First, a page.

The first method listed is alternate nostril breathing. This is gradually supplemented with the practice of Kumbhakas (retentions), but caution is given so the practitioner does bring about his own ruin:
“Just as lions, elephants and tigers are controlled by degrees, similarly the breath is to be controlled gradually, otherwise it may kill the practitioner. By proper practice of Pranayama, all disease are eradicated, but an improper practice gives rise to all sorts of disease.” (2.15-16)

Great care should therefore be taken when one engages in Pranayama practice. First and foremost a good grounding in the practice of postures is expected. In order to awaken the more subtle patterns of the breath Svatmarama optionally suggests that Six Karmas* be performed for the removal of phlegm, constipation, and the general sluggishness that cause disturbance to the mind and nervous system. These are:

6 Karmas (Shat Karmas)
Dhauti

2. Basti

3. Neti

4. Trataka

5. Nauli

6. Kapalabhati
*However, some Acharyas (teachers) claim Pranayama practice in itself is sufficient to cleanse the body of its impurities (2.37).

The main purpose of Pranayama is to: 1) rid the practitioner of the fear of death, 2) to purify the Nadis, and 3) to cause the breath to enter the Sushumna. The state of Manonmani – steadiness of mind – is then brought about. The accomplishment of this may be brought about by the practice of Retention (Khumbhakas). These Khumbhakas are to be practiced together with the 3 bandhas. Eight kinds of Khumbhaka are listed:
Khumbhakas:
Surya Bhedana

2. Ujjayi

3. Sitkari

4. Shitali

5. Bhastrika

6. Bhramari

7. Murcha

8. Plavini
The highest essence of Pranayama practice is known as Kevala Kumbhaka: a complete and spontaneous cessation of breath where no effort of inhalation or exhalation is needed. This is only mastered by the most capable yogis and gives a direct experience of Raja Yoga.

In this chapter we are also reminded that Hatha Yoga and Raja Yoga are mutually dependent on each other in order to bring about the highest result. No success can be attained in either without the proper practice of both.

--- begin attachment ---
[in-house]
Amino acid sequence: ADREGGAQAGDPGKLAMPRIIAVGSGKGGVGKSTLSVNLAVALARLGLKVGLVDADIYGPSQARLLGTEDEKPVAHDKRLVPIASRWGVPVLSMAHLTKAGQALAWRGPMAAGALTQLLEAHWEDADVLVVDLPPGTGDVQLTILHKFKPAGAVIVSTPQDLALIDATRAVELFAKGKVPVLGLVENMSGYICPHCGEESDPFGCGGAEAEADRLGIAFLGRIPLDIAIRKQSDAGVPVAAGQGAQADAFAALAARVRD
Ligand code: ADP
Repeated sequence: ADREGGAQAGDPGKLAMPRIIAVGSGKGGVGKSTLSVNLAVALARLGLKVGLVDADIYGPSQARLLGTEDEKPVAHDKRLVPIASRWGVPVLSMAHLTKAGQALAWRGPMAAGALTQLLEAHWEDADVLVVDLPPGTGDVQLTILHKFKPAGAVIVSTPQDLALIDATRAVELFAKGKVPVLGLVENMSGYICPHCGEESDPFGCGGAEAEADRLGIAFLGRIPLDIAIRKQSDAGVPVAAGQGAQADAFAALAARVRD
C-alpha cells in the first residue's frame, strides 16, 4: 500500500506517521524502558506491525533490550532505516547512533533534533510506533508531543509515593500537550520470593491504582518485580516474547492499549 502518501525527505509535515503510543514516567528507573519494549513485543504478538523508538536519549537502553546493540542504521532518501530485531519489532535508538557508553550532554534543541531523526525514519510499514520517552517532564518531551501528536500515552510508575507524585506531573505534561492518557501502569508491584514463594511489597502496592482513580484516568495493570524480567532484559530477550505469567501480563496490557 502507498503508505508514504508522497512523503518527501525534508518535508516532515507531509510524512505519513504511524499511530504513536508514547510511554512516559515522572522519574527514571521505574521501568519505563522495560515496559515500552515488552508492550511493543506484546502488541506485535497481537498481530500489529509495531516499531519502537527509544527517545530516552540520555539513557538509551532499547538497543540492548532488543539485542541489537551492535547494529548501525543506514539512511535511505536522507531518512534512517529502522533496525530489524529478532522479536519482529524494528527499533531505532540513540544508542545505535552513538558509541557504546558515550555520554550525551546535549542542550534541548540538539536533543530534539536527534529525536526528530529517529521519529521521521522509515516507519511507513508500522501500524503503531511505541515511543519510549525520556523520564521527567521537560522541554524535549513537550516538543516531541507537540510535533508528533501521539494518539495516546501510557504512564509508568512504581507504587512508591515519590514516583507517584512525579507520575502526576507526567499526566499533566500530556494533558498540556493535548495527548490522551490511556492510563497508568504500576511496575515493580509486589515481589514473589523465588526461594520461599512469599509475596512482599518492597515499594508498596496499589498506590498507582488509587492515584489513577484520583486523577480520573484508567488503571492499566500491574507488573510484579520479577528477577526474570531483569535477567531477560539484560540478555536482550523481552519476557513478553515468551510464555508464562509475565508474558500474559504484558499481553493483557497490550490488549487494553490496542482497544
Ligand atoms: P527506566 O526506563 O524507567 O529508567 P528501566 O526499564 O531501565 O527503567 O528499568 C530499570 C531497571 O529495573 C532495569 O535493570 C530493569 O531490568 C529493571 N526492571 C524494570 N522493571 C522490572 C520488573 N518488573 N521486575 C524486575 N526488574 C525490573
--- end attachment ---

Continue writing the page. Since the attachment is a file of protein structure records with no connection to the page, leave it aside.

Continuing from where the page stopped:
The sign of progress in Hatha Yoga is defined as:
“When the body becomes lean, the face glows with delight, the inner sound is manifest and the eyes are bright, there is freedom from disease, bindu is under control and the digestive fire is strong, then one should know that the Nadis are purified and success in Hatha Yoga is approaching.” (2.78)

Chapter 3: The Exposition of the Mudras
The aim of all Yogic practices is to awaken the dormant Kundalini power. She is said to be the support of all the Tantra and Yoga practices. When she is awakened – through the grace of a Guru – all the centers and knots (the different charkas) are pierced through by Prana. When the middle channel (Sushumna) becomes the main pathway for Prana it is said that the mind becomes free from all the connections with its objects of enjoyment and death is surpassed. (2.1-

The final goal of Yoga is therefore not enjoyment of this world or even the world to come but freedom from transmigration. What is to be awakened is the inner receptivity to a life force within. This force is not simply mere association with the senses but an internalized refinement which may bring about an awakening to this mystic power.

The practice, which starts from the gross with Asanas and Pranayama, now moves to the subtle realm of sealing or locking (Mudra) the energy from within. The text states clearly that the main purpose of all the 10 Mudras is solely to awaken the Kundalini.

Three most common Mudras:
Uddiyana Bandha

2. Mula Bandha

3. Jalanddhara Bhandha
The other 7 Mudras:
Maha Mudra

2. Maha Bandha

3. Maha Vedha

4. Khechari

5. Viparita Karani

6. Vajroli

7. Shakti Chalana
These Mudras are advised to be kept secret like a box of jewelry and are best conveyed under the grace of a Guru.

The serpent power Kundalini is said to be the key to open the door of Mukti (liberation) through the practice of Hatha Yoga. She is said to be asleep at the entrance, blocking the pathway to the realization of Brahman, and therefore needs to be caught hold of and spurred to enter Sushumna so that Prana may enter the this middle path and pierce the energy centers. This piercing will bring about internal awakening.

When the bandhas become strong and one’s energy is no longer dissipated towards external objects, the practice of Bastrkas is said to be the quickest way to awaken this dormant power. Once Kundalinni enters, Prana will follow and success is sure to follow for the Yogi. However, great care must still be taken to avoid a fall from grace. Consistent practice is to be followed until the final goal of Raja Yoga is reached.
Note: According to the text there are 72,000 nadis (energy patterns) in the body. Only the awakening of the Kundalni can remove their impurities.

Chapter 4: The signs of Samadhi